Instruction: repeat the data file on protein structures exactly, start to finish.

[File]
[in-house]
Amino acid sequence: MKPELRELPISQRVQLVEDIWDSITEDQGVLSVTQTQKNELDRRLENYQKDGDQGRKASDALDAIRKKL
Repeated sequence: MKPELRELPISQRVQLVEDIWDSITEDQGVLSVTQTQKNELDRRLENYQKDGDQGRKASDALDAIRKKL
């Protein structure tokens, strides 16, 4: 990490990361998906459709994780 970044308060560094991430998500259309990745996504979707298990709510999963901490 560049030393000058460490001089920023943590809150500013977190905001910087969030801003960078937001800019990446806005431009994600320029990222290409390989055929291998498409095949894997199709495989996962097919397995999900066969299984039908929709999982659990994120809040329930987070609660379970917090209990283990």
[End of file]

[in-house]
Amino acid sequence: MKPELRELPISQRVQLVEDIWDSITEDQGVLSVTQTQKNELDRRLENYQKDGDQGRKASDALDAIRKKL
Repeated sequence: MKPELRELPISQRVQLVEDIWDSITEDQGVLSVTQTQKNELDRRLENYQKDGDQGRKASDALDAIRKKL
């Protein structure tokens, strides 16, 4: 990490990361998906459709994780 970044308060560094991430998500259309990745996504979707298990709510999963901490 560049030393000058460490001089920023943590809150500013977190905001910087969030801003960078937001800019990446806005431009994600320029990222290409390989055929291998498409095949894997199709495989996962097919397995999900066969299984039908929709999982659990994120809040329930987070609660379970917090209990283990």